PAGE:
British Policy in Asia-Pacific and Southeast Asia

Before discussing British policy in China, the question of whether this policy in Asia-Pacific and Southeast Asia is based on an independent, utilitarian system must be answered. The reason why the US has pursued anti-Chinese policies will be analyzed prior to turning to British foreign policy in the region, and China in particular, with its effects and consequences.

Former and current US administrations have tried to focus on China’s coercive economic and foreign policies as it continues to gain more power, surpassing the United States in various sectors, such as the economy, military, cyberspace, etc, thus becoming a challenging competitor for the United States both as a superpower and as a country reluctant to allow China to surpass its global influence and supremacy.

The direct and indirect challenges posed to US interests by China’s emergence can be summarised in four areas:

  1. Restricting freedom of action by the US military in East Asia
  2. Reducing US economic influence in East Asia and its subregions
  3. Influencing US special political relations with most Asian powers
  4. Impacting formal and informal alliances negatively as America’s safe way of promoting peace and stability in Asia

What are China’s goals in terms of military influence in the region?

From the US point of view, the transformation of China’s military strategy and the modernisation of its military is a challenge to US hegemony.

The Americans see China’s huge military budget as a sign of Beijing’s determination to confront US presence in the Far East and a potential threat to US military supremacy in the Pacific.

According to a report published  on 29 December 2006 on national defence, China is modernising its national defence by emphasising on the role of modernisation and intelligence in the final process. It has established a three-step strategy which will be completed around 2050, at the same time as the country’s intelligence victory over competitors.

Theoretical Foundations

The views on China-US relations will be addressed here from the perspective of the theory of plurals.

Ashuke Schwein, a professor of peace and war studies at Uppsala University in Sweden, believes that China will have the upper hand in both the economic and military spheres in the next two decades.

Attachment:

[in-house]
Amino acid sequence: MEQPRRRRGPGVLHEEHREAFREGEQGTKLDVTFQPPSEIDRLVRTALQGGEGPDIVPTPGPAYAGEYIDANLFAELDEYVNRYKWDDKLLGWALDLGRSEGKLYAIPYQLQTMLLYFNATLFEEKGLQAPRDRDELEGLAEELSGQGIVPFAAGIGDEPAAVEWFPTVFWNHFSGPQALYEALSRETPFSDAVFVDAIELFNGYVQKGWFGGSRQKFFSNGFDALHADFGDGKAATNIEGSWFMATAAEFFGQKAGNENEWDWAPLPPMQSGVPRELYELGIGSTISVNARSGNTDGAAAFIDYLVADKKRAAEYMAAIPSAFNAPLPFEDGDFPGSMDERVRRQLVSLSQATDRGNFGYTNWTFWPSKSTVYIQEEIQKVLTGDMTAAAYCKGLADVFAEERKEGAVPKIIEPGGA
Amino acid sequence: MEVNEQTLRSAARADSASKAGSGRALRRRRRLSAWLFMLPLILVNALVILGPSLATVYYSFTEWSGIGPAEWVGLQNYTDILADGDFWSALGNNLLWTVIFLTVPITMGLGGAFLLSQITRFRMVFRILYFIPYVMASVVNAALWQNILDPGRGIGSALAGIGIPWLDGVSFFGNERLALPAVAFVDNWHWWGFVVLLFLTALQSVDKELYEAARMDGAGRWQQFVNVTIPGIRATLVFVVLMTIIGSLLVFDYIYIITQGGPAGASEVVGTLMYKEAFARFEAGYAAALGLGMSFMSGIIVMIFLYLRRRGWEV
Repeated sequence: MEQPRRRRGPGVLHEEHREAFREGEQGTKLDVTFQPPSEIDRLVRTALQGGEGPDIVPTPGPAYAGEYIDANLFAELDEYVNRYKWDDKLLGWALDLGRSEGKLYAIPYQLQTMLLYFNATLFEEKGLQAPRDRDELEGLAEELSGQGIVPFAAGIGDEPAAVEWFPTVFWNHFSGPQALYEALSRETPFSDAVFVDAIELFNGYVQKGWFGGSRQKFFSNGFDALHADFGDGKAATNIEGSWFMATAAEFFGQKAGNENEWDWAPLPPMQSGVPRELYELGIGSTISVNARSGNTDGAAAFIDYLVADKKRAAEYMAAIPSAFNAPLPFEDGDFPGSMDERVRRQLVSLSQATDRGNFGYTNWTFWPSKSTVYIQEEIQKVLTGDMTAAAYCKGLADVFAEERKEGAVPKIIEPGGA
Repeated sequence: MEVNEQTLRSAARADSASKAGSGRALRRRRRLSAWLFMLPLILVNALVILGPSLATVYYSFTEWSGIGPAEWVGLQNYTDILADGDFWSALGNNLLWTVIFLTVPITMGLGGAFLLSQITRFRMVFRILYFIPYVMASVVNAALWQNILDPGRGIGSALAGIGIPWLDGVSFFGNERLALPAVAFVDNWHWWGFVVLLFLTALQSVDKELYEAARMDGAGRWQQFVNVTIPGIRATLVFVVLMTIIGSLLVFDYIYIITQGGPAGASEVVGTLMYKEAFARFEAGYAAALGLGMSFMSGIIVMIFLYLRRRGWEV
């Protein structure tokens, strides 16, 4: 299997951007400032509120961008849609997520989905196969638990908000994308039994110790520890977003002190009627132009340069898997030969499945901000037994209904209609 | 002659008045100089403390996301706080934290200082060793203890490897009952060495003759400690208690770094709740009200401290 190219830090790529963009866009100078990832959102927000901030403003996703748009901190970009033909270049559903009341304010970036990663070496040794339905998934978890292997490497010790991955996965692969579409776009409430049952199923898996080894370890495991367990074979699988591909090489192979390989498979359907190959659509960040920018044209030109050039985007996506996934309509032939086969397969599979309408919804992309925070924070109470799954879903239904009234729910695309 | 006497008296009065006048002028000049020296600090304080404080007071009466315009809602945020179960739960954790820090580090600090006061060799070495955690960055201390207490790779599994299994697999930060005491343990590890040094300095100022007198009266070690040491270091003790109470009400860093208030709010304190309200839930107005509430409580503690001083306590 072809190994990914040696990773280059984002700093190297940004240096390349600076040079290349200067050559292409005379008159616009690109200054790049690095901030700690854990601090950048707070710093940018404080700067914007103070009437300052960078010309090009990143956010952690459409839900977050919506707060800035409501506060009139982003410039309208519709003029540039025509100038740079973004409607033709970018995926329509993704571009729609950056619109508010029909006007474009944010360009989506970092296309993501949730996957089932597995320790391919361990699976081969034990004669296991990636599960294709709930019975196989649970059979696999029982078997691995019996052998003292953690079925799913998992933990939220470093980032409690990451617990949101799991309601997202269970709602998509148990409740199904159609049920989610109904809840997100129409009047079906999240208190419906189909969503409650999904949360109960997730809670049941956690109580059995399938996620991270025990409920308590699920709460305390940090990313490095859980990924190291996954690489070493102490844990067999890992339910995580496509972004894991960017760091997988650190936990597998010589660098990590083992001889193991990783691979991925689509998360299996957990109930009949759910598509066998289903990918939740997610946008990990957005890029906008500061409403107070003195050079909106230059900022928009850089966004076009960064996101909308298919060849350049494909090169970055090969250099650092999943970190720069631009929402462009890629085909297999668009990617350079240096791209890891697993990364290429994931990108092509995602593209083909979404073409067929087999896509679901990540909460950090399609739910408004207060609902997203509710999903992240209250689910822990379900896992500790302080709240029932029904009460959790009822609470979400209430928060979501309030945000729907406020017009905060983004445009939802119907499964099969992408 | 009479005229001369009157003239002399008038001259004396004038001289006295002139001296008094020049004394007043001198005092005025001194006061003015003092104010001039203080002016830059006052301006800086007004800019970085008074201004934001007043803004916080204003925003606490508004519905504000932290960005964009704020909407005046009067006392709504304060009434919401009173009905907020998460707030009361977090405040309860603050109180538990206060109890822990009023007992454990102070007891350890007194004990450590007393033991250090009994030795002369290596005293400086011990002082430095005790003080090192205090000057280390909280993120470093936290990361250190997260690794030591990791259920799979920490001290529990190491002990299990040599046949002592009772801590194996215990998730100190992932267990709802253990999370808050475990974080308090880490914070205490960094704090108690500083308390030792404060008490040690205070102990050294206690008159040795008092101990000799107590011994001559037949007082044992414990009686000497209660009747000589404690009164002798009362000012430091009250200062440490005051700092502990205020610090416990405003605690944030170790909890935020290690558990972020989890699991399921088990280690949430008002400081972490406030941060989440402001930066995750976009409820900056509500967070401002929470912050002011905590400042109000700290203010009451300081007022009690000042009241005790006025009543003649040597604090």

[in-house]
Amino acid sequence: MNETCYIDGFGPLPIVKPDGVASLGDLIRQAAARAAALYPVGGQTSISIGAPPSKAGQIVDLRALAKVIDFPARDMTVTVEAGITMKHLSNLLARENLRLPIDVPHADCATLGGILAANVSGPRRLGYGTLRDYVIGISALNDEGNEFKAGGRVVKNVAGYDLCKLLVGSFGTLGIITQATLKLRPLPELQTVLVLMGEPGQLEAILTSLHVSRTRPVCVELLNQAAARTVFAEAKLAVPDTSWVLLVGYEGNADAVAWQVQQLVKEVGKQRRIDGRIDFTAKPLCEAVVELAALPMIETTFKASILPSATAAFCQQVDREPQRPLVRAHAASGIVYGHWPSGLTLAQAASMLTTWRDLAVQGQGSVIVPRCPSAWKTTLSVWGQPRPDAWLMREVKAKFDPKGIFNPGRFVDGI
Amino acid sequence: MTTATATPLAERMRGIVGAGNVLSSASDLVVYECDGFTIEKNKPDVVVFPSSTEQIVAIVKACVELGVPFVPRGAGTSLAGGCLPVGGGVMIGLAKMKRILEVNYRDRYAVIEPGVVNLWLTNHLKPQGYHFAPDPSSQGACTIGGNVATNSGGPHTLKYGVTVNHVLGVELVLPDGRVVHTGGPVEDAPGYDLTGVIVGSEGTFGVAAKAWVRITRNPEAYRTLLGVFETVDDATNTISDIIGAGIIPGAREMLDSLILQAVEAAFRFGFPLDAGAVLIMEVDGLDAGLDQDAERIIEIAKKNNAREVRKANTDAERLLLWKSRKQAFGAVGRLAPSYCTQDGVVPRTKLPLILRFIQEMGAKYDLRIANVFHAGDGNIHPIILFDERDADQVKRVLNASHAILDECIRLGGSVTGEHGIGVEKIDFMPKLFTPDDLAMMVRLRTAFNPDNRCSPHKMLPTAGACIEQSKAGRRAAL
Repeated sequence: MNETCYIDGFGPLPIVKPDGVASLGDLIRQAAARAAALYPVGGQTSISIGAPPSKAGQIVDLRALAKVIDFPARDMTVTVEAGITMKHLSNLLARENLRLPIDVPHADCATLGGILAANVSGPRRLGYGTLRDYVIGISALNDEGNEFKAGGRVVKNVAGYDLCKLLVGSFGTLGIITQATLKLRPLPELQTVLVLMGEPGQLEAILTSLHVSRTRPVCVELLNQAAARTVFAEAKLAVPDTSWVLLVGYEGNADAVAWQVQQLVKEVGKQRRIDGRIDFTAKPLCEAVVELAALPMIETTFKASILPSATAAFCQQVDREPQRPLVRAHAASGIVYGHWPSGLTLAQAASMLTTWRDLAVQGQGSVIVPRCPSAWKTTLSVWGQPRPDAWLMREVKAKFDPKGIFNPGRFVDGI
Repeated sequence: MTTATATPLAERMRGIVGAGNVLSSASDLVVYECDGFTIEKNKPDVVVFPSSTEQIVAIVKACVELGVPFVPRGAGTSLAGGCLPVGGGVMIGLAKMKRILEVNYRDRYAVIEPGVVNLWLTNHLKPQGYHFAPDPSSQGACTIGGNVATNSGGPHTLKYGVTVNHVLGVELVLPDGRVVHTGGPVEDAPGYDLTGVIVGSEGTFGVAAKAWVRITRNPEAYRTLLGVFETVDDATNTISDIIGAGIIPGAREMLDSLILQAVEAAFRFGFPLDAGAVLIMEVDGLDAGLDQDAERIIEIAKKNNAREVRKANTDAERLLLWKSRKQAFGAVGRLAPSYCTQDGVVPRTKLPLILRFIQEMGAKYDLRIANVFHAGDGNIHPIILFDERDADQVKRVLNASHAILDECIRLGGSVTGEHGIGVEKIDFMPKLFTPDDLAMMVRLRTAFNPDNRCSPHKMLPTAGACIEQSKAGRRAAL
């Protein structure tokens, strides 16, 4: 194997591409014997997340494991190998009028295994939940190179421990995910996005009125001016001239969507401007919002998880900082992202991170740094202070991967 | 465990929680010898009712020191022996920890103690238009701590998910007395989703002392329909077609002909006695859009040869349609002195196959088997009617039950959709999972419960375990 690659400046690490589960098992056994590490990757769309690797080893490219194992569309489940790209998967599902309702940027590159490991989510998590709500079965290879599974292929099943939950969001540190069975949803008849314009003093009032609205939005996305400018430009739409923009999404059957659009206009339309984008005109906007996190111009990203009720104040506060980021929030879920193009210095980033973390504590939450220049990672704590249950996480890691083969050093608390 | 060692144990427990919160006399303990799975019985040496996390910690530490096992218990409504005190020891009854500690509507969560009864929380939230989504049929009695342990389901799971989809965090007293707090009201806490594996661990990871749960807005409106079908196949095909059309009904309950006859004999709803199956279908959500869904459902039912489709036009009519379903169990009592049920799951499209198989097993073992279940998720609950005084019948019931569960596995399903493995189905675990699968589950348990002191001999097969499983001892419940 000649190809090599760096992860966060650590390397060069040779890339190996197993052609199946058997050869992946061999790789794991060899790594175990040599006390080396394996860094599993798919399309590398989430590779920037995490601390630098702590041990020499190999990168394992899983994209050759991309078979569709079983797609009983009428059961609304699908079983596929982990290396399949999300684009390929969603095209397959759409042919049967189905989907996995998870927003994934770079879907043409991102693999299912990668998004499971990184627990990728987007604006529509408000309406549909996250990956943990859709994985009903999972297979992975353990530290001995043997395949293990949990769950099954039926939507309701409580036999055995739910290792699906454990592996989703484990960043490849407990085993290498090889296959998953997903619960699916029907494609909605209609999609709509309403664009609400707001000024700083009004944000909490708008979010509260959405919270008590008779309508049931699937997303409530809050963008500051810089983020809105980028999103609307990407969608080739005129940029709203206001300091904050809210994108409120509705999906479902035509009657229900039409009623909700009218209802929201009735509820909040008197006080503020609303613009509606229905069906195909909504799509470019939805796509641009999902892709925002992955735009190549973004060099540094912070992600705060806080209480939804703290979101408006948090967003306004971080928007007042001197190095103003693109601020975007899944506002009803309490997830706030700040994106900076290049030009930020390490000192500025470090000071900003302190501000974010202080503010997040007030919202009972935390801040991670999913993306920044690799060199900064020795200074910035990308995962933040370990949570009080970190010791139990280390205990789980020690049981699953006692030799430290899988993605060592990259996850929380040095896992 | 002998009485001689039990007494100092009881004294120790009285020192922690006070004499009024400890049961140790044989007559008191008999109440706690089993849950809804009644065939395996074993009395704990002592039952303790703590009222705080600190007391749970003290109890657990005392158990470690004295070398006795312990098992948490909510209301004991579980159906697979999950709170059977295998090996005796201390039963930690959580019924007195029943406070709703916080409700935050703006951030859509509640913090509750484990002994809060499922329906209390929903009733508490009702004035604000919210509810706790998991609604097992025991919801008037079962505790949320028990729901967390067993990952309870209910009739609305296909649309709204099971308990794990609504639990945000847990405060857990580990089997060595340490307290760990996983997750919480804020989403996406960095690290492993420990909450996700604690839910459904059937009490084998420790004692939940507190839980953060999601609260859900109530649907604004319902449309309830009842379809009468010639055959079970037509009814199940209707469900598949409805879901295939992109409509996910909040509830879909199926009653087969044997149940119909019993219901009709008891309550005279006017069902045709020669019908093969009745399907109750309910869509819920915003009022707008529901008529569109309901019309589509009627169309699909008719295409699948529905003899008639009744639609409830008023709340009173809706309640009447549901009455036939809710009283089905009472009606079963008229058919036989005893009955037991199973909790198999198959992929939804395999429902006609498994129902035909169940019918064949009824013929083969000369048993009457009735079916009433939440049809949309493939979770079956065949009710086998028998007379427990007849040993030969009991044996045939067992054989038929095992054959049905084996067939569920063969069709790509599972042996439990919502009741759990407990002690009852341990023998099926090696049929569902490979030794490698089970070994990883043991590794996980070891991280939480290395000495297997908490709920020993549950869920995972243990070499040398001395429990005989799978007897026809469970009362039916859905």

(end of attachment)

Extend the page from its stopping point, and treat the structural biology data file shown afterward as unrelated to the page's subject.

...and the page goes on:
Professor Carrie Brown of the Lau China Institute, King’s College London, says China will soon become the world’s largest economic power and will overtake the United States.

Renowned American war theorist, Joseph Nye , believes that Beijing intends to increase its soft power.

Brzezinski , who disagrees with most theorists, believes that China’s rise does not pose a threat to the United States and the international system for a number of reasons, and that it could lead to a peaceful path instead; growing Chinese military power is not a threat to the United States, neither in the current situation nor in the foreseeable future. China’s nuclear power is also largely a deterrent, and unlike the Soviet Union, China does not have the potential to create a universal ideological challenge for the United States, especially since their communist system is becoming a kind of nationalist oligarchy which will naturally not be welcomed and modelled worldwide.

But in a report published in May 2006, the Financial Times advised the then President Bush to take the possibility of China emerging as a rival power seriously.

Polls also show that China’s international prestige has increased, and Chinese public diplomacy is trying to shift its dominance from a hardware superiority to a software superiority. But what is China’s goal in achieving such superiority? China’s strategy of peaceful supremacy means that it is trying to get the outside world ready to accept an increase in its power. China has always discussed multilateralism in international politics, which is a challenge to the United States and the American doctrine which wants the world to be unipolar.

On the other hand, China presents itself as a great power which has achieved this position without colonisation; this indicates the creation of a favourable image in the minds of others as opposed to past colonial powers. China’s role in Southeast Asia has gradually increased, creating a major security concern for major powers, especially the United States. The concern covers a wide range of threats to military, ideological, strategic, economic, and mental and physical (material and spiritual) security, creating a balance of power or bloc against the United States in cooperation with regional powers.